That was a gag from the ’70s, when fighting–and bench clearing brawls–were common sights at NHL games. That was the decade of the Broad Street Bullies, and goon squads.
Things have sure changed. The third man in rule, rule and rule enforcement changes designed to make the game faster and more exciting, and perhaps most importantly, the influx of European, and most especially, Russian players into the NHL have transformed the game. Yes, there are still fights, but you go to a NHL hockey game now to see end-to-end action, finesse, and speed (the hallmarks of Soviet hockey at its zenith) rather than fisticuffs.
It is more than a little ironic, then, to read this (3 pix at the link):
Ice hockey-Russian clubs handed heavy fines after mass brawl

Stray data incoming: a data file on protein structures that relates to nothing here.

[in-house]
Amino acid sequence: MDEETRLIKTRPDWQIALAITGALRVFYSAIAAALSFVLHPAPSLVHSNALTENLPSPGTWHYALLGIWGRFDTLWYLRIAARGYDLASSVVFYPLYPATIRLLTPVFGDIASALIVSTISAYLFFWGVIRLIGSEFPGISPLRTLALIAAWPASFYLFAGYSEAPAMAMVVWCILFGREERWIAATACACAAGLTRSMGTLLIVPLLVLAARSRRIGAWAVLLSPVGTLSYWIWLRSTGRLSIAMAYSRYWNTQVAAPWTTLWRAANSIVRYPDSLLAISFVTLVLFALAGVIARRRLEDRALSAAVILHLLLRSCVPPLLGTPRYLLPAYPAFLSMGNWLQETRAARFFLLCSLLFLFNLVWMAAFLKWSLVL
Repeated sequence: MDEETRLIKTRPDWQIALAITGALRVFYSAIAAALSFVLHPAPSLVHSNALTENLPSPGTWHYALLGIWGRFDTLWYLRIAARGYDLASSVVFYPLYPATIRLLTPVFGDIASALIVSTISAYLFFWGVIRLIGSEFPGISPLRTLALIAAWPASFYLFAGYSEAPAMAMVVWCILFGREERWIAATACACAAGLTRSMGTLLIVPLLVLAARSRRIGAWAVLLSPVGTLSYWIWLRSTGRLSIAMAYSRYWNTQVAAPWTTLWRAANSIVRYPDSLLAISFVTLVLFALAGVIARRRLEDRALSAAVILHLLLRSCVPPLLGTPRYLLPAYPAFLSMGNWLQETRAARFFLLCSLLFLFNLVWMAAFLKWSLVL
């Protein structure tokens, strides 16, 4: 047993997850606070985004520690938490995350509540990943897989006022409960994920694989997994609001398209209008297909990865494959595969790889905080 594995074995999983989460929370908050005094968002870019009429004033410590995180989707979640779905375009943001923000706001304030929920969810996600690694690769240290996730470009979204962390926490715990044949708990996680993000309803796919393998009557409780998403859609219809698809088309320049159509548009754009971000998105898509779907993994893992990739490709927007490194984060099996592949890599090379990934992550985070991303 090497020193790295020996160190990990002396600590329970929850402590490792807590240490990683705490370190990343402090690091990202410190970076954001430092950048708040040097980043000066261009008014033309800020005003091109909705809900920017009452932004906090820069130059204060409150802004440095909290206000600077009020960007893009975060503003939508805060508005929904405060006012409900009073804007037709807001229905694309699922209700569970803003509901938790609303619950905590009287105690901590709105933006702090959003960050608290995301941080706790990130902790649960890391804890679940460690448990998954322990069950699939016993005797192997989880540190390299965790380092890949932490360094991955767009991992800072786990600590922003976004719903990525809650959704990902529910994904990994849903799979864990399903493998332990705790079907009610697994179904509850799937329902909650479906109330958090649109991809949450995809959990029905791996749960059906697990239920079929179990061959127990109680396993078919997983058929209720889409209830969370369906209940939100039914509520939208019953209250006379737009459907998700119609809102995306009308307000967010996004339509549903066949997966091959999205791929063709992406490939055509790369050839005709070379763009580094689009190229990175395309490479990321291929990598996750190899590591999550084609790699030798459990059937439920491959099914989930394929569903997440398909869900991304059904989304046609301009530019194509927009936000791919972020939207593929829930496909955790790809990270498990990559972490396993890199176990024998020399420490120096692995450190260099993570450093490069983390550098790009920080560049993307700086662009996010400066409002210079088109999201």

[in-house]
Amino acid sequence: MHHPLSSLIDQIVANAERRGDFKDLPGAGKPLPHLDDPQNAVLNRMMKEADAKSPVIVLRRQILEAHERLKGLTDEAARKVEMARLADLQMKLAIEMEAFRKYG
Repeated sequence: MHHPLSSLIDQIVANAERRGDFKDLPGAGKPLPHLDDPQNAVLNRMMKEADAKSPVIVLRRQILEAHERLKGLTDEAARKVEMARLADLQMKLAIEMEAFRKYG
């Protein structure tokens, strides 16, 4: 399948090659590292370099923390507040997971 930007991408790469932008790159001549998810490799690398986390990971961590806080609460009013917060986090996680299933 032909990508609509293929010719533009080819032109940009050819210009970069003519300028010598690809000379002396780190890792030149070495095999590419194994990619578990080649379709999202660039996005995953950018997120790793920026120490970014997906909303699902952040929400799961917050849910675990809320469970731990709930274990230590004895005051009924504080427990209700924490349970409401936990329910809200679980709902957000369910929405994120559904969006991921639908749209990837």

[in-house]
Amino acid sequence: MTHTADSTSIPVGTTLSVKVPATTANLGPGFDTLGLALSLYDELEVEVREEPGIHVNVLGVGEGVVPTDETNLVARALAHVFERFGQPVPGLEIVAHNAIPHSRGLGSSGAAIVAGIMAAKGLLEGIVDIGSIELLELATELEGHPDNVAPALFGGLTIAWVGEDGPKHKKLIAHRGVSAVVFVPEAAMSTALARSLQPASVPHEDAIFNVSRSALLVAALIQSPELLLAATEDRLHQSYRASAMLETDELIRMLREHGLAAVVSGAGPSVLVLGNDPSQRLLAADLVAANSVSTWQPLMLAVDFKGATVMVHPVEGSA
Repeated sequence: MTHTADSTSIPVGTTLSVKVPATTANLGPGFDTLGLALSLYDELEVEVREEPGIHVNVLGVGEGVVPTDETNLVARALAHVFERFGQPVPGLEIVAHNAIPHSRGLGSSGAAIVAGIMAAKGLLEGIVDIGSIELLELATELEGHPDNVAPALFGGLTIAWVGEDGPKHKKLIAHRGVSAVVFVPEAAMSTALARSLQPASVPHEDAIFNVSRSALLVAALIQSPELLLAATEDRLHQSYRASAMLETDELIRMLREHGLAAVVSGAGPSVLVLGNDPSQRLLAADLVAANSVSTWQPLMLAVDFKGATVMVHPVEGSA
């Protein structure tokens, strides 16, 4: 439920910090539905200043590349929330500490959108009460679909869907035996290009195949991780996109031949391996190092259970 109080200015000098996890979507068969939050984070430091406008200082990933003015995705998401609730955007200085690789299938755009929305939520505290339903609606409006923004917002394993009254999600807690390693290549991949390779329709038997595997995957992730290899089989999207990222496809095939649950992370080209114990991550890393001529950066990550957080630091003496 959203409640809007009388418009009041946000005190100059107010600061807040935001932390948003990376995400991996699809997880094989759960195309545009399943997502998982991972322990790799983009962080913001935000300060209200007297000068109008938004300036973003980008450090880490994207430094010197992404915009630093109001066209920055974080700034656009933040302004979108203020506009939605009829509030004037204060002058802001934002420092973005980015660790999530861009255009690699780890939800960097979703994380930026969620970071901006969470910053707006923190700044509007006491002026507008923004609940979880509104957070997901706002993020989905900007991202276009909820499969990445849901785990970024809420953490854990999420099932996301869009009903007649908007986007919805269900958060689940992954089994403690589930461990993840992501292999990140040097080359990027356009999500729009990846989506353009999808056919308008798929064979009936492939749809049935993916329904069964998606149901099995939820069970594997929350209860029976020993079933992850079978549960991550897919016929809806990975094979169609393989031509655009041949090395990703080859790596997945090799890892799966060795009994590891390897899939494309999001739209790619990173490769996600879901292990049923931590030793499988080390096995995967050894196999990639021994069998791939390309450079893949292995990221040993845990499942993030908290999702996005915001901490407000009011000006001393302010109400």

. . . .
Officials had no choice but to cancel the contest because the teams did not have enough players left to continue the game.
It was the first time a Russian hockey game has been called off due to a mass brawl.
Vityaz were fined four million rubles ($133,300) and warned they would be thrown out of the league if there were a similar incident while Siberian team Avangard escaped with a one-million ruble fine, the KHL said on their website (www.khl.ru).
The league also fined four players, Canadians Darsy Verot and Brandon Sugden from Vityaz and Avangard’s Russian pair Alexander Svitov and Dmitry Vlasenkov, 150,000 rubles each.
In addition, seven players — Vlasenkov and six from Vityaz, including both Verot and Sugden — received one-game suspensions and each club was awarded a 5-0 defeat.
Verot instigated the mass brawl after three minutes of play by firing the puck at an opposing player. The referees restarted the match after handing appropriate penalties but were forced to stop it again when another fight erupted a few seconds later.
This time, the match had to be abandoned after officials handed a record 691 penalty minutes to both sides.
691 penalty minutes. Takes me back. Dave “The Hammer” Schultz must be smiling.